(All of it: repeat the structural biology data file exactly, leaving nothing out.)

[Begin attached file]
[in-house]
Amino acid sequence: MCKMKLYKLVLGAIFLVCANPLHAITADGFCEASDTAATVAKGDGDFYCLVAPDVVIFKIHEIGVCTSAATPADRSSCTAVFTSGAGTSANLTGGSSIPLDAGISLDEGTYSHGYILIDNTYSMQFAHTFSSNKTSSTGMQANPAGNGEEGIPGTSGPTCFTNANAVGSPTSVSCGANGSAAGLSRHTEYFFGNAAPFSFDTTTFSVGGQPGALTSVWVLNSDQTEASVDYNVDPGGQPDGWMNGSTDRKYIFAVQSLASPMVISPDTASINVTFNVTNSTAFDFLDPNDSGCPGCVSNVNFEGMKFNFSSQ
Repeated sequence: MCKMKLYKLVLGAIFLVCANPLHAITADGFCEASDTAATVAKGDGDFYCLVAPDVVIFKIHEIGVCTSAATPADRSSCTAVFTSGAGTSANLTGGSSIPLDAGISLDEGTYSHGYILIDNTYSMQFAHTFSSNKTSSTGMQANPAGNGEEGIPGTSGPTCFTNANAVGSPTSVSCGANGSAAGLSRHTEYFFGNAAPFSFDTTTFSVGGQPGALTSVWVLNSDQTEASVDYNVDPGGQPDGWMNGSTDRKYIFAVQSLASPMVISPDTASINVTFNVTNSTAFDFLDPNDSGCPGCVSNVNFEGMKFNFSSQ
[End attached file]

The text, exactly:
[in-house]
Amino acid sequence: MCKMKLYKLVLGAIFLVCANPLHAITADGFCEASDTAATVAKGDGDFYCLVAPDVVIFKIHEIGVCTSAATPADRSSCTAVFTSGAGTSANLTGGSSIPLDAGISLDEGTYSHGYILIDNTYSMQFAHTFSSNKTSSTGMQANPAGNGEEGIPGTSGPTCFTNANAVGSPTSVSCGANGSAAGLSRHTEYFFGNAAPFSFDTTTFSVGGQPGALTSVWVLNSDQTEASVDYNVDPGGQPDGWMNGSTDRKYIFAVQSLASPMVISPDTASINVTFNVTNSTAFDFLDPNDSGCPGCVSNVNFEGMKFNFSSQ
Repeated sequence: MCKMKLYKLVLGAIFLVCANPLHAITADGFCEASDTAATVAKGDGDFYCLVAPDVVIFKIHEIGVCTSAATPADRSSCTAVFTSGAGTSANLTGGSSIPLDAGISLDEGTYSHGYILIDNTYSMQFAHTFSSNKTSSTGMQANPAGNGEEGIPGTSGPTCFTNANAVGSPTSVSCGANGSAAGLSRHTEYFFGNAAPFSFDTTTFSVGGQPGALTSVWVLNSDQTEASVDYNVDPGGQPDGWMNGSTDRKYIFAVQSLASPMVISPDTASINVTFNVTNSTAFDFLDPNDSGCPGCVSNVNFEGMKFNFSSQ